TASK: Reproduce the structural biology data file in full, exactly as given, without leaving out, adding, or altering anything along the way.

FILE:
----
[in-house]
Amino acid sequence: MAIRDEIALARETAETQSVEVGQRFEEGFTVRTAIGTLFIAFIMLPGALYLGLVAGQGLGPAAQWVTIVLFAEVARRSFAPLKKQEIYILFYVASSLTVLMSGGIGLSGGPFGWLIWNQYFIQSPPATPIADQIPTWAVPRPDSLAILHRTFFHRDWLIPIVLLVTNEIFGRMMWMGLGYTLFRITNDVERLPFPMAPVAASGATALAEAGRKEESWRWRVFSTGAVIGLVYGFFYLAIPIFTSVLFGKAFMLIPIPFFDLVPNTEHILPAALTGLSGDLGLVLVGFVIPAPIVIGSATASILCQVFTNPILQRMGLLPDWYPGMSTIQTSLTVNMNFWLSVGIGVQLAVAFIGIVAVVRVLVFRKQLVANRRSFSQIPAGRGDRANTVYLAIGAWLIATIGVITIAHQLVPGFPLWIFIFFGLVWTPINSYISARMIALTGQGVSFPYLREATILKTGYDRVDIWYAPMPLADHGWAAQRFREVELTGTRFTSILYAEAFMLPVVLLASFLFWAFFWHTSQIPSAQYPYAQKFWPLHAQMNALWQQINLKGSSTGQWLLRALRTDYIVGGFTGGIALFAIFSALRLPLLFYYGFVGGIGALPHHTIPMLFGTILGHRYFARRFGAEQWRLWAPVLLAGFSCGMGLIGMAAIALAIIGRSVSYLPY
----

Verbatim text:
[in-house]
Amino acid sequence: MAIRDEIALARETAETQSVEVGQRFEEGFTVRTAIGTLFIAFIMLPGALYLGLVAGQGLGPAAQWVTIVLFAEVARRSFAPLKKQEIYILFYVASSLTVLMSGGIGLSGGPFGWLIWNQYFIQSPPATPIADQIPTWAVPRPDSLAILHRTFFHRDWLIPIVLLVTNEIFGRMMWMGLGYTLFRITNDVERLPFPMAPVAASGATALAEAGRKEESWRWRVFSTGAVIGLVYGFFYLAIPIFTSVLFGKAFMLIPIPFFDLVPNTEHILPAALTGLSGDLGLVLVGFVIPAPIVIGSATASILCQVFTNPILQRMGLLPDWYPGMSTIQTSLTVNMNFWLSVGIGVQLAVAFIGIVAVVRVLVFRKQLVANRRSFSQIPAGRGDRANTVYLAIGAWLIATIGVITIAHQLVPGFPLWIFIFFGLVWTPINSYISARMIALTGQGVSFPYLREATILKTGYDRVDIWYAPMPLADHGWAAQRFREVELTGTRFTSILYAEAFMLPVVLLASFLFWAFFWHTSQIPSAQYPYAQKFWPLHAQMNALWQQINLKGSSTGQWLLRALRTDYIVGGFTGGIALFAIFSALRLPLLFYYGFVGGIGALPHHTIPMLFGTILGHRYFARRFGAEQWRLWAPVLLAGFSCGMGLIGMAAIALAIIGRSVSYLPY